It’s no secret that internet pioneer Yahoo has been slipping in the mobile app game. However s there seems to be a focused plan in the works to launch a radically revamp their mobile app program by downsizing. The company seems to be putting to play the old adage of “less is more” in hopes of not only regaining popularity but giving rivals such as Google a run for the money.
Focusing on Yahoo’s core offerings that already cover such daily usage habits as email, news, finance, and sports and searching, the company is looking for a way to improve those experiences in a mobile device setting for its millions of active users as well as lure in new users and advertisers. At a recent presentation to investors, Yahoo’s new chief executive laid the plan out to investors and developers alike to stop the company’s downward spiral and regain some of the revenues that have been loss due to lessening display advertising.
As a way to speed Yahoo’s progress in regaining its former glory in the internet business and come off as a serious competitor in the mobile app business, it recently purchased a handful of companies including mobile app developer Alike. Yahoo will decrease its number of apps down from the 60 or so it has now to about 12 solidly stable ones with plans to ditch the lesser used apps and ones that don’t fit with the company’s key focus areas.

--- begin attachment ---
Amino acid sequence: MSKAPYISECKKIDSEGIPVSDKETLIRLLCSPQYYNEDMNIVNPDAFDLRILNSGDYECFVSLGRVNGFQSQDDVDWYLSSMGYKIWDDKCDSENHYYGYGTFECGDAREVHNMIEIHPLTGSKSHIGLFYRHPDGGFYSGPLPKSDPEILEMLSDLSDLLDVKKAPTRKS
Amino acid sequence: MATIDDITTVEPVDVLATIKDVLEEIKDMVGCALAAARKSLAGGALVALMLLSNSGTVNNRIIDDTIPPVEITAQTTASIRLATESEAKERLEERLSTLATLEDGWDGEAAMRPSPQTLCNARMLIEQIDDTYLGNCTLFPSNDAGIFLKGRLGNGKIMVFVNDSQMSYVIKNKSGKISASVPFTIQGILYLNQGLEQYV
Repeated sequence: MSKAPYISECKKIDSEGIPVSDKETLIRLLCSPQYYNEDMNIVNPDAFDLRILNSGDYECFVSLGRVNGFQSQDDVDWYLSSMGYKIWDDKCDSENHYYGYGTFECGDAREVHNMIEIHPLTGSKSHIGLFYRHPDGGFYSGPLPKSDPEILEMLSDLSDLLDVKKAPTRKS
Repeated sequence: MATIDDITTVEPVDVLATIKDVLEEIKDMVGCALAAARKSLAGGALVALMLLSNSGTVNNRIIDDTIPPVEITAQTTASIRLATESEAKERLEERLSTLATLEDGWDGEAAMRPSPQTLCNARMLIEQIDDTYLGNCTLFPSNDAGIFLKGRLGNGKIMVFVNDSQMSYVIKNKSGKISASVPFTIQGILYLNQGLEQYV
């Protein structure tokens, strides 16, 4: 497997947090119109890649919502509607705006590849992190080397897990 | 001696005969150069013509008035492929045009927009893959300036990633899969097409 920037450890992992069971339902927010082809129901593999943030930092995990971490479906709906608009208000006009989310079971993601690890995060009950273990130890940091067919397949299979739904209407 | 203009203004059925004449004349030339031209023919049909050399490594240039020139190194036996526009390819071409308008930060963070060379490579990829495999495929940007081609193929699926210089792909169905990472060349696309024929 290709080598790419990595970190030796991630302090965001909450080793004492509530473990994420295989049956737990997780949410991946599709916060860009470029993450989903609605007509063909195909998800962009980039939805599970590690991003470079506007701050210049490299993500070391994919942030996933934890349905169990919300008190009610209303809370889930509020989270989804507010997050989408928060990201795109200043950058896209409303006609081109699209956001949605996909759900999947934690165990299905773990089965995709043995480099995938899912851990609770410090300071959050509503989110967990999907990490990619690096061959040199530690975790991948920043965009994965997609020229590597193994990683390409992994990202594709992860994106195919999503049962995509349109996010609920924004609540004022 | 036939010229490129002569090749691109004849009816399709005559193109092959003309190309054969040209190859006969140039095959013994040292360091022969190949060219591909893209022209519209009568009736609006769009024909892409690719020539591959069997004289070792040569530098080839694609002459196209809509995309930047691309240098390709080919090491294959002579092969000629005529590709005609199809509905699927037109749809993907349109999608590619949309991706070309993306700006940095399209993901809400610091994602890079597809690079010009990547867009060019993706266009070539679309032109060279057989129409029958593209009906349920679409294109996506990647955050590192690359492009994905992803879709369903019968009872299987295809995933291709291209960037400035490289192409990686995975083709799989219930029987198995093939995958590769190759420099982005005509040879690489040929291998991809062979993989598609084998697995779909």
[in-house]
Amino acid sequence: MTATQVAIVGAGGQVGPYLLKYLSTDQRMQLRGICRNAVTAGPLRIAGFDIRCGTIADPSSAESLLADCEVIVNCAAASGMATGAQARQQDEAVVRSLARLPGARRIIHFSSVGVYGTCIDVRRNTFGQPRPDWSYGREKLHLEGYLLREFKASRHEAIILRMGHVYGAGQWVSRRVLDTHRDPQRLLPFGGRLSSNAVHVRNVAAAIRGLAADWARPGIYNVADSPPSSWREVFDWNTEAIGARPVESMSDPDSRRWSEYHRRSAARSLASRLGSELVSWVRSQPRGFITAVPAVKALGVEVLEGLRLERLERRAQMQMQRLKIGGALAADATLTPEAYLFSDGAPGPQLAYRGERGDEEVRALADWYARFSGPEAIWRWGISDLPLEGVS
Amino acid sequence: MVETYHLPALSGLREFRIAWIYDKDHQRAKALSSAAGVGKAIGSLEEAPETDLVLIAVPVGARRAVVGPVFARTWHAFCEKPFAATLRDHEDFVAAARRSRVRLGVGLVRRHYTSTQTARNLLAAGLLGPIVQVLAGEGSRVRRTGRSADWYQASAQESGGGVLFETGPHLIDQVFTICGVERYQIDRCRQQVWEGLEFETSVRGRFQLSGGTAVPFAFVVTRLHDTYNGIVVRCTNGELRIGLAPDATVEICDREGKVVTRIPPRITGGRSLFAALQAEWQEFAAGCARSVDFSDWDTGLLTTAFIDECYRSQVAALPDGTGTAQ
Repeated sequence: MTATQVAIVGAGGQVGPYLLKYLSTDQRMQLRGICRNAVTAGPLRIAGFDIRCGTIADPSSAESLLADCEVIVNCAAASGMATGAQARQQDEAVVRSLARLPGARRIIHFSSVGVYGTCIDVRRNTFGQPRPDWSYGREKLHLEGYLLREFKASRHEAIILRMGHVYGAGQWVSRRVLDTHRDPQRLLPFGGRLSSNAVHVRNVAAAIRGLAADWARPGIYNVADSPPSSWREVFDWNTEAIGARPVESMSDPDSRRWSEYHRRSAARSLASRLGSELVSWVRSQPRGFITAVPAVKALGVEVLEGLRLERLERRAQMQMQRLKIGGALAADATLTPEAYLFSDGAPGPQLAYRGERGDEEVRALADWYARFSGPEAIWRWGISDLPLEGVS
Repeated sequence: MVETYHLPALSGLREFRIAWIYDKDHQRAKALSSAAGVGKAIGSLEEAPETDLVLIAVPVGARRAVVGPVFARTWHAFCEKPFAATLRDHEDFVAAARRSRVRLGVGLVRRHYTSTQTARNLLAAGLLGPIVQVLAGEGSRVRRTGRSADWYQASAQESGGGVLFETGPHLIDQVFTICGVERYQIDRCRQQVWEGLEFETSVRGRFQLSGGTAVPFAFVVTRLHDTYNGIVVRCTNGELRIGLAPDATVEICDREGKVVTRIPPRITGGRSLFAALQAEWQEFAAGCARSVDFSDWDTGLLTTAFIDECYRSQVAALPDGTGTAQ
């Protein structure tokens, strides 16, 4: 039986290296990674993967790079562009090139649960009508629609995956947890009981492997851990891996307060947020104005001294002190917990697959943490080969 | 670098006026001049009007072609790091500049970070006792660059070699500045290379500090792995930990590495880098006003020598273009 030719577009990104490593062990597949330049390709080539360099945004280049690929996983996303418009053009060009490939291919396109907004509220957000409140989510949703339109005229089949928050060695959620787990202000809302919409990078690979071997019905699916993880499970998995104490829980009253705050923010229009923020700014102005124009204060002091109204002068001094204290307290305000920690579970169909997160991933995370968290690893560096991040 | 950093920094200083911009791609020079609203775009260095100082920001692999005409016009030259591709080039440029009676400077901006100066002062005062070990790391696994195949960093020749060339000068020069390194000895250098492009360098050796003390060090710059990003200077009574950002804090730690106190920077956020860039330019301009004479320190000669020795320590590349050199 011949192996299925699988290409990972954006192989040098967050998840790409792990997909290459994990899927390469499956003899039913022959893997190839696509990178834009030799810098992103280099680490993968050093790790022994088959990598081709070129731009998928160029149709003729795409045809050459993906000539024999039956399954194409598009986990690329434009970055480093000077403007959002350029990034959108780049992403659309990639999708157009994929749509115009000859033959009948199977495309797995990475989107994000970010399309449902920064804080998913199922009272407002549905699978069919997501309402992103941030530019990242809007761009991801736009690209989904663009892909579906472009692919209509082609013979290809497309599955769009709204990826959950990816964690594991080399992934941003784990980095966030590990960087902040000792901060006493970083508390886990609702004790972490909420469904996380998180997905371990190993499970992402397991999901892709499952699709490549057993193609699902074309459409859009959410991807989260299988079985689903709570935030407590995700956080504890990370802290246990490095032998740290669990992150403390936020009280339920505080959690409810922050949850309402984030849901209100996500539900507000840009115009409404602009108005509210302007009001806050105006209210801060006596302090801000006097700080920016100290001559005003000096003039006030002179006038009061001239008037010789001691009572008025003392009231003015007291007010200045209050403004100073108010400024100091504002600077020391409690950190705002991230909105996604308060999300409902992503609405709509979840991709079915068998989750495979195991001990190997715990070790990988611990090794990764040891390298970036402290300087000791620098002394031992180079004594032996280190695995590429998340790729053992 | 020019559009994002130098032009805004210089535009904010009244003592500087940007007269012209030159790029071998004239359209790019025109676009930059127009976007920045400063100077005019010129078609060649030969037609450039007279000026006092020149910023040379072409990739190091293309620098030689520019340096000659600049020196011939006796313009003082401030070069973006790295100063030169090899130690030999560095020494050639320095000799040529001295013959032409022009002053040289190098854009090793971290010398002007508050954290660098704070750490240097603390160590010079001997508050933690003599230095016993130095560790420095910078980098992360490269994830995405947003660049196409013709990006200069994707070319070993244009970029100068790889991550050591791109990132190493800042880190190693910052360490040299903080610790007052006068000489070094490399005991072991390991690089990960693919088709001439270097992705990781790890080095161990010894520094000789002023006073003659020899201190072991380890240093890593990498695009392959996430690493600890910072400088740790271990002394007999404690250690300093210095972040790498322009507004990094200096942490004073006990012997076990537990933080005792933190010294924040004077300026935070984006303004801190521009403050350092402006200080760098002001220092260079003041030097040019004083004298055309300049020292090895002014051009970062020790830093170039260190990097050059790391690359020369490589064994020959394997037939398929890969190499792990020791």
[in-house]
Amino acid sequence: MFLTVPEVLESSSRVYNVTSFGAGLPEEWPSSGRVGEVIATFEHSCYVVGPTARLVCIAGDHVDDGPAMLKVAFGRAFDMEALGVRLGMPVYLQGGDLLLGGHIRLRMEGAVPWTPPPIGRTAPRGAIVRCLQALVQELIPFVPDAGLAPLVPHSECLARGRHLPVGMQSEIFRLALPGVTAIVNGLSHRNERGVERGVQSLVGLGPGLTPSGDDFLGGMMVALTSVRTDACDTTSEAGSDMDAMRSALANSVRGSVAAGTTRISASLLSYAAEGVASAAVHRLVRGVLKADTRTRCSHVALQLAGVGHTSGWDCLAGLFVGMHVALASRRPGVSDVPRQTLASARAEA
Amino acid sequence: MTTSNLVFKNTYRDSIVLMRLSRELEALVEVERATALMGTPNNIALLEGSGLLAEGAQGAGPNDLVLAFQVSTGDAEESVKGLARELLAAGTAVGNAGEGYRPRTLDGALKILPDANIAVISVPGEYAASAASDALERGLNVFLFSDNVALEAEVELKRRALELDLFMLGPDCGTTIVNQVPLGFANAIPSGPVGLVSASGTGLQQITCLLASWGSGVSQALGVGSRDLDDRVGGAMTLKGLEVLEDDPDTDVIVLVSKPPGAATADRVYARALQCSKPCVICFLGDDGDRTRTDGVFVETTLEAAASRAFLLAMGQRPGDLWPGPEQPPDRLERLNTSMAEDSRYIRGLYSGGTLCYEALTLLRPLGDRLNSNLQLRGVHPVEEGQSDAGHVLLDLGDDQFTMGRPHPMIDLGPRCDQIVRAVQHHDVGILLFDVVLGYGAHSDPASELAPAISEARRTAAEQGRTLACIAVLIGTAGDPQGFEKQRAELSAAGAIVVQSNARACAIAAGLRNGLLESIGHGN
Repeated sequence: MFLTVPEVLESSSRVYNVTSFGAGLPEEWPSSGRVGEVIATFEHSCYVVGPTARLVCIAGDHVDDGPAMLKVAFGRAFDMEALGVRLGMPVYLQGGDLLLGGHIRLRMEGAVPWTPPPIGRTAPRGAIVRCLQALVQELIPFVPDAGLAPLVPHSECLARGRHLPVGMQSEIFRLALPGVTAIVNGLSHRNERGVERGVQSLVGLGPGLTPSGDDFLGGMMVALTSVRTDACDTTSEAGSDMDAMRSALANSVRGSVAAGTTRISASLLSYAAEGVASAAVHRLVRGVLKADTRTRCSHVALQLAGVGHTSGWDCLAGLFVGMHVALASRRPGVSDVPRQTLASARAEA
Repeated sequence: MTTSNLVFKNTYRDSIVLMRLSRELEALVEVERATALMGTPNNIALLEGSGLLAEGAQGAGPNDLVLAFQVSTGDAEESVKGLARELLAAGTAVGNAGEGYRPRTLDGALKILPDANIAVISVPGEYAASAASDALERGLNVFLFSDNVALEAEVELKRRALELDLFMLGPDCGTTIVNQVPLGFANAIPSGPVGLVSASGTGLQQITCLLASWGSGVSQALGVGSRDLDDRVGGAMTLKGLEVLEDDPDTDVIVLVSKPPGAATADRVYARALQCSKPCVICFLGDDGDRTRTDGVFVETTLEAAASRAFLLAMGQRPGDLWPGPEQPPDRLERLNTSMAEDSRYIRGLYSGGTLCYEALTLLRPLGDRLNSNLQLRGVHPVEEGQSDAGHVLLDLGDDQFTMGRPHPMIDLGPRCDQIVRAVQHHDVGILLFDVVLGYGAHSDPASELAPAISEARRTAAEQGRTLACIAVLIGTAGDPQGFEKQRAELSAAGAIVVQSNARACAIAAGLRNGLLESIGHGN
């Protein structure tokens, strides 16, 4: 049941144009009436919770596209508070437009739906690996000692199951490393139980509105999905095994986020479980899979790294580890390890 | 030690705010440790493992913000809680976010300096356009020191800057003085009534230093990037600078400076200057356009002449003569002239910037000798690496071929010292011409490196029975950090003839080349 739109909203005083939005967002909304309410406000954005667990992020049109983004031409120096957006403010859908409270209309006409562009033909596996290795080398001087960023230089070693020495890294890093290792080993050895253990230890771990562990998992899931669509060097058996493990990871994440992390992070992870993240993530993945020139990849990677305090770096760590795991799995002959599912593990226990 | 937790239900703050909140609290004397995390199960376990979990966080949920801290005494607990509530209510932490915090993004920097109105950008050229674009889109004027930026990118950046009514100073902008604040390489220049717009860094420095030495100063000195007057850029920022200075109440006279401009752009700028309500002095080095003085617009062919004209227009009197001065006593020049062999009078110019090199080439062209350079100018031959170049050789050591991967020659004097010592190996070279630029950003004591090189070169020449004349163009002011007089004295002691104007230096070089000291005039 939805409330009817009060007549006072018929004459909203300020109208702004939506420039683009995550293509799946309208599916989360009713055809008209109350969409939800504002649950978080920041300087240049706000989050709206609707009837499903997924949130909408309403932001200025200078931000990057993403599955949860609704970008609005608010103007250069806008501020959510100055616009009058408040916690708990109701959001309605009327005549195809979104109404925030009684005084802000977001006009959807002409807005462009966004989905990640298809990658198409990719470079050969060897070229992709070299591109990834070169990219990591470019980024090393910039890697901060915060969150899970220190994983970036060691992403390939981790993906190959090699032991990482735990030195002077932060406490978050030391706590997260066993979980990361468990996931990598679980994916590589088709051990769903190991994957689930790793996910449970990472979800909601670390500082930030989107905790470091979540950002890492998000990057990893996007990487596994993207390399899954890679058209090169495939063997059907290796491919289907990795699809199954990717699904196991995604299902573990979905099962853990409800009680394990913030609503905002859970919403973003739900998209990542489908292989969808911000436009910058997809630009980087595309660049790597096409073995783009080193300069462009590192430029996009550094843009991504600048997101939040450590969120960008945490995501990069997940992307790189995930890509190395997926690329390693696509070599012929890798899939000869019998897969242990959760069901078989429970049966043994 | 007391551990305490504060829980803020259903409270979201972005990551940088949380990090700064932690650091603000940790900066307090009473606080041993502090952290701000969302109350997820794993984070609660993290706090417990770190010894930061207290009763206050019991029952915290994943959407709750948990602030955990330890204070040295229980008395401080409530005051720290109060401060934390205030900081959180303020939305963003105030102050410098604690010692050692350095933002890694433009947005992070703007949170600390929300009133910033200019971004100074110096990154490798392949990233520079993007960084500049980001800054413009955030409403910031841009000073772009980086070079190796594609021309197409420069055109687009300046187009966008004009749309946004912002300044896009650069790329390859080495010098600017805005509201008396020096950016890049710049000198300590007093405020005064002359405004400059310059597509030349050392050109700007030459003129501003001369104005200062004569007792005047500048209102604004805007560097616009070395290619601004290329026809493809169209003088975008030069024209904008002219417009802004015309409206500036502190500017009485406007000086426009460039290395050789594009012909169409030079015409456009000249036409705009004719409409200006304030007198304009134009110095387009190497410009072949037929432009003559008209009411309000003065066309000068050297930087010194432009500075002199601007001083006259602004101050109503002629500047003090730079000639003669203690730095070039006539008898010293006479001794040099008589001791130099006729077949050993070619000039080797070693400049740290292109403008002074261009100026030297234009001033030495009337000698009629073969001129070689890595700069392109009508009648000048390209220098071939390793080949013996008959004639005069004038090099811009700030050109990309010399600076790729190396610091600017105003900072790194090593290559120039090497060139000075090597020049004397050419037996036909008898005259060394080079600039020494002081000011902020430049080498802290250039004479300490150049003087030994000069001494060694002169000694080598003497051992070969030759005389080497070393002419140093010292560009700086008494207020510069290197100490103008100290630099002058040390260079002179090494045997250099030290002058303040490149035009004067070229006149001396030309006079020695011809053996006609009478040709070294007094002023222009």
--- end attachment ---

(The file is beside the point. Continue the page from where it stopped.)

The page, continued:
Company execs feel that offering too many mobile applications has proven to be overwhelming for Yahoo users and that the company will be able to please more people with fewer apps. Part of the overhaul will also include combing some of the elements of different apps into one program. Since the current chief executive stepped into her current position with Yahoo, she has consistently stressed Yahoo’s needs to overhaul their mobile strategies by hiring more specialized developers who are experienced in the field of mobile devices applications. The plan to do this has been jumpstarted by the acquisition of the smaller companies, such as Alike where new talent was blended with current Yahoo employees.
Investors have been told of the plan for quarterly employee goals in order to continue building upon the two percent revenue increase that Yahoo experienced in 2012 that ended the company’s three year slump. Yahoo’s new chief executive has a plan that looks great in theory; let’s just hope it works for this former internet giant.